WASHINGTON -- The NFL and NFL Players Association are down to the details in finalizing a 10-year labor agreement to end a lockout that has lasted four months.
Negotiators started work early Sunday morning after very productive talks Saturday, according to sources involved in negotiations. After some of last week's turbulence, the NFLPA put its 13-man executive committee and 32 player representatives on standby for Monday, depending on the progress made over the weekend. Late Saturday night, after the day's progress in talks, the trade association put plans in place for the executive committee to travel to Washington and meet Monday.
NFLPA general counsel Richard Berthelsen, associate general counsel Tom DePaso and director of salary cap and agent administration Mark Levin were called in to the trade association's office Sunday morning to help with details and to be ready to review the final document when it arrives -- expected (but not guaranteed) this afternoon via email.
During Monday's meeting, the executive committee members will look over the potential deal, according to sources. Assuming the committee recommends approval of the deal, it would be passed on to the player reps for a vote, likely done by conference call. An affirmative vote there would pass the deal to the 10 named plaintiffs in the Brady et al v. National Football League et al case for approval.
NFL Network insider Jason La Canfora reported the NFLPA continues to seek certain language which, while complicated, could result in the ability to achieve certain opt-out options deep into the 10-year deal.
On Saturday, the parties used personal phone calls, email communication and conference calls to regain some momentum that was lost Thursday. They continued driving toward a resolution that could save the four full weeks of preseason games, with the Hall of Fame Game already canceled. They addressed topics such as workers' compensation, injury protection in contracts, a potential opt-out clause in the deal and, most pointedly, the potential timeline for the reforming of the NFLPA as a union.
In addition, the NFL's labor committee, which has negotiated with the NFLPA's executive committee throughout, held a Saturday afternoon conference call to discuss the remaining issues.
Two votes, neither of which amounted to a deal, have taken place. On Wednesday, the NFLPA empowered its executive committee, lawyers and executive director, DeMaurice Smith, to work out a deal, so long as certain conditions were met. On Thursday, the NFL passed a comprehensive proposal 31-0, but that rankled scores of players who believed the league had framed it as a deal to put pressure on the other side.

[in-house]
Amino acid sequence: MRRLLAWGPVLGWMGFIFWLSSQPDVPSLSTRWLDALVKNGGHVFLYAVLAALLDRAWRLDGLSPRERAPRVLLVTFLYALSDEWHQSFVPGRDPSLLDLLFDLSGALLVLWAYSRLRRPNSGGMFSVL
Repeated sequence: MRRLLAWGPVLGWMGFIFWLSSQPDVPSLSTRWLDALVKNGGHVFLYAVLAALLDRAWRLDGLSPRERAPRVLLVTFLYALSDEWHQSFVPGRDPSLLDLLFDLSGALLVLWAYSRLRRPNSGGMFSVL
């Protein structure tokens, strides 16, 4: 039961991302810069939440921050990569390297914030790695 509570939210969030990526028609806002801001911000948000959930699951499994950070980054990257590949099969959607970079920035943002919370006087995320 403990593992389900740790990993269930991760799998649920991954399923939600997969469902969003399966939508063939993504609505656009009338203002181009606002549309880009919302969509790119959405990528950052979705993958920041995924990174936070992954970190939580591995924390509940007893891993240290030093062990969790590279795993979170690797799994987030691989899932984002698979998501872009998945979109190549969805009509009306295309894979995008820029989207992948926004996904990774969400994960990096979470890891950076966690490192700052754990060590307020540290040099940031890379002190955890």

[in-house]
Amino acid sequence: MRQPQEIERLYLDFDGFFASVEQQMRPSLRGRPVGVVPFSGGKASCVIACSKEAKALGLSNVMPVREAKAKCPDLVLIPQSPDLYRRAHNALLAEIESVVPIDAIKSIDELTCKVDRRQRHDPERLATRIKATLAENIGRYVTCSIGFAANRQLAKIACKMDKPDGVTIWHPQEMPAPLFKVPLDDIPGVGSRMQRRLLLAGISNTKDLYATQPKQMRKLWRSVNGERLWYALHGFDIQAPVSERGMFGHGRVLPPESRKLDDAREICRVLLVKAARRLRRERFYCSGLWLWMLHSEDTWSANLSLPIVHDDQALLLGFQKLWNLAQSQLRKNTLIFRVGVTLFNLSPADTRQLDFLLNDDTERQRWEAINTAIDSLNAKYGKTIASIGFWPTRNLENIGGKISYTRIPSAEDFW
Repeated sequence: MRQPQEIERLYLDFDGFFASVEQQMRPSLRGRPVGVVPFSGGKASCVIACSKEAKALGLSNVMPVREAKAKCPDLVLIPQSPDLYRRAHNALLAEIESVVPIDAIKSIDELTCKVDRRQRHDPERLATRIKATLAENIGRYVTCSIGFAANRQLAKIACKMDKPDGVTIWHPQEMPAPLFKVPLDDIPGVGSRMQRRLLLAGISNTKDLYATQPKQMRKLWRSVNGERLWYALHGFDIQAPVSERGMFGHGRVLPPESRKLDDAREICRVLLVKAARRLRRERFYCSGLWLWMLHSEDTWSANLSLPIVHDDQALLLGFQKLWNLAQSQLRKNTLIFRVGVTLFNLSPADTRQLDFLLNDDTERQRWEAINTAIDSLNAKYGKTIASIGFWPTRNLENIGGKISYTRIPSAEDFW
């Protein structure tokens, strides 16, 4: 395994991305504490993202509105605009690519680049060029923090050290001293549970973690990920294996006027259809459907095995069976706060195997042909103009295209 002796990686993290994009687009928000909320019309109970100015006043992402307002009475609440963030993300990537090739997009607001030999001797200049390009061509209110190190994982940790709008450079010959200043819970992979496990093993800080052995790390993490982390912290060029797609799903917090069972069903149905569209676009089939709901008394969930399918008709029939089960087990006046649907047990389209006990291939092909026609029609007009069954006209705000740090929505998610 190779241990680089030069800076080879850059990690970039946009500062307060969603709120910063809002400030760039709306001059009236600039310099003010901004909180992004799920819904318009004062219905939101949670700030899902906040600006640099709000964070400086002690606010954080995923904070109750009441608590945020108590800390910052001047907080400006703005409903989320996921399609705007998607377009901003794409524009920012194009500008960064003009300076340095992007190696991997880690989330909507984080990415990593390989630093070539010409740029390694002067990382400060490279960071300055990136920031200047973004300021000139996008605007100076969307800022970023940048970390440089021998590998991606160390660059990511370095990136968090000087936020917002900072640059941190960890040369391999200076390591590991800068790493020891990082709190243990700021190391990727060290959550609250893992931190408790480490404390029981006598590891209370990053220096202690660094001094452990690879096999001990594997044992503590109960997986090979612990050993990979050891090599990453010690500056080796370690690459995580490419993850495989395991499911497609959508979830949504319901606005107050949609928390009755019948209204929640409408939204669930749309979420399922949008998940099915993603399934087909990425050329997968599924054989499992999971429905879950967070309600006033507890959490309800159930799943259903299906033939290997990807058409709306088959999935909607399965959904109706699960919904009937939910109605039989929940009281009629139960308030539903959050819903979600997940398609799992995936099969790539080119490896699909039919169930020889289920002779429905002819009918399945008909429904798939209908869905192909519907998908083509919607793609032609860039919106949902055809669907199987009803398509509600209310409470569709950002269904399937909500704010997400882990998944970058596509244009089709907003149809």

It seems as if cooler heads have prevailed. Smith and NFL Commissioner Roger Goodell have been in constant contact since the players and owners last met face to face, on July 15 in New York, and spoke just before the owners took that vote Thursday.
And even before talks Saturday, another problem was evaporating.
Earlier in the day, it was learned that the league no longer needed to worry about placating the named plaintiffs in the Brady antitrust lawsuit. Requests for concessions for numerous players -- including but not limited to San Diego Chargers wide receiver Vincent Jackson and New England Patriots guardLogan Mankins -- loomed earlier in the week. But Jackson and Mankins dropped their demands for $10 million to settle the suit against the league, leaving fewer obstacles to a new collective bargaining agreement that would end the lockout, which started March 12.
The form in which post-recertification issues would be attacked was discussed Saturday. From a legal standpoint, topics such as benefits (including drug testing) and player discipline cannot be negotiated until after the NFLPA reforms as a union. The idea, for now, is that the parties will pick up talks on those subjects where they left off in March, when the NFLPA still was a union and negotiations were held at the Federal Mediation and Conciliation Service in Washington.
And that topic -- the actual reformation of the union -- has been a hot one over the past few days. The players have concerns over how a hastened recertification process would affect their ability to act legally in any future labor disputes, particularly if the league did choose to assert that a future decertification was a "sham," as it did earlier this year.
Eventually, all 1,900 players would have to take a majority vote to approve returning the NFLPA to union status. When talks broke down in March, allowing the old CBA to expire, the players dissolved the union, turning the NFLPA into a trade association. That's what allowed the players to sue the owners in federal court under antitrust law.
The major economic framework for a 10-year deal was worked out a week ago. That included how the $9 billion-plus in annual league revenues will be divided (about 53 percent to owners and 47 percent to players over the next decade; the old CBA resulted in nearly a 50-50 split); a per-club cap of about $120 million for salary and bonuses in 2011 -- and at least that in 2012 and 2013 -- plus about $22 million in benefits; a salary system to rein in spending on first-round draft picks; and unrestricted free agency for most players after four seasons.
Goodell and team owners expressed hope Thursday night that their 31-0 vote -- the Oakland Raiders abstained -- to approve the proposed CBA would lead to a speedy resolution to the NFL's first work stoppage since 1987. They called it an equitable deal that improves player safety and allows the sport to prosper even more.
"It is time to get back to football," Goodell said.
NFL Network insider Jason La Canfora and The Associated Press contributed to this report.